FILM REVIEW: Spotlight

I’m not always into watching the Oscar winner for Best Picture, since usually I find them all too similar and depressing. However I had to make an exception for Spotlight since I heard it was similar to All the President’s Men, a book which I enjoyed reading and recommend and that it actually has a happy ending. After a few weeks of waiting I finally saw the film and it’s eye-opening and completely deserving of its Oscar victory.

Spotlight follows the Boston Globe Spotlight team from 2001-2002 while trying to uncover a massive abuse cover-up within the Catholic Church. The team is led by Walter “Robbie” Robinson (Michael Keaton), and includes Mike Rezendez (Mark Ruffalo), Sacha Pheiffer (Rachel McAdams), and Matt Carroll (Brian d’Arcy James). After introducing us to the four-man team, director Tom McCarthy starts piling on the dialogue, as the film takes it’s ‘drama’ claim seriously. The team struggles to find relevant information and goes through numerous sources and loopholes just to find solid proof.

The film weaves and bends, taking place over an almost thirty-year period, setting up numerous sub-plots (and answering all by the end credits), providing several eye-opening moments and moments where I cringed, not because the film was bad, but because what I was hearing people describe was so awful. You know a movie’s good when mere spoken words make you avert your eyes, and not the footage itself.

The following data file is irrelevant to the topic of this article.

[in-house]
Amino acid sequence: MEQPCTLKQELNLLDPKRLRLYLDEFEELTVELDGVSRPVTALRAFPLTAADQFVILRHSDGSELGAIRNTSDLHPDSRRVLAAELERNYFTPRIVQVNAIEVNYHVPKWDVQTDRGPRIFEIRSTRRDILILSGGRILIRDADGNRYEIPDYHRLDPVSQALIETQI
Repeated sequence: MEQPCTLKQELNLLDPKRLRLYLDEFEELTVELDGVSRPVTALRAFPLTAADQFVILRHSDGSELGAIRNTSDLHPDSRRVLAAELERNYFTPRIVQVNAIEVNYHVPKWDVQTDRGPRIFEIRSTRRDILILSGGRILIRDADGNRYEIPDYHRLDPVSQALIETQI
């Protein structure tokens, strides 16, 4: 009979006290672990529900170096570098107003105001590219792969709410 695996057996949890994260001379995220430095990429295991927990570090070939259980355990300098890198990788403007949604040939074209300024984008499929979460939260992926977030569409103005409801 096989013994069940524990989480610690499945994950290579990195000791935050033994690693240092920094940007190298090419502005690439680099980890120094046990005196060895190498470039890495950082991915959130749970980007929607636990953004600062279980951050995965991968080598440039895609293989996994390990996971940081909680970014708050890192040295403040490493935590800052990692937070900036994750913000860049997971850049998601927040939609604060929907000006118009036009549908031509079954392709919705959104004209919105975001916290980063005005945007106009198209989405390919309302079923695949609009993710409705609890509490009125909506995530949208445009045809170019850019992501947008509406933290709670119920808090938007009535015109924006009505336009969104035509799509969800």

Casting is a slam dunk on all levels, with Liev Schreiber and John Slattery playing the team’s editorial bosses, Mark Baron and Ben Bradlee, Jr., respectively. Every member of the cast, including a stunning serious performance by Stanley Tucchi, sounds and acts authentic. Not being from or ever been to Boston I couldn’t judge the authenticity of the accents, but according to the actual reporters they are spot on.

In acting terms, Mark Ruffalo should’ve taken home an Oscar for his work instead of that ‘other’ Mark who did. That’s about as simple as I can put it. Tucchi deserved a couple award nominations as well, and Keaton and the others give just as good performances. It’s clear from the first time he appears on screen, however, that this is Ruffalo’s movie.

The film’s production design is top-notch, with early 2000’s Boston replicated in extraordinary detail, from huge computer monitors to AOL ads to flip phones. Costuming is perfect for the cold Boston weather, sections of the Globe offices are restored perfectly- basically everything in the movie looks and sounds like you were transported to Boston in 2001.

Spotlight can be best described as eye-openingly phenomenal. I knew nothing about the subject matter yet by the end I felt like an expert. True, this isn’t a movie for everybody, but it dosen’t try or want to be. And yes, it’s definitely up there with All the President’s Men as the best newspaper-based film ever made. Go see it.



Director: Tom McCarthy

Stars: Mark Ruffalo, Michael Keaton, Rachel McAdams

Studio: Participant Media

Rating: 5/5


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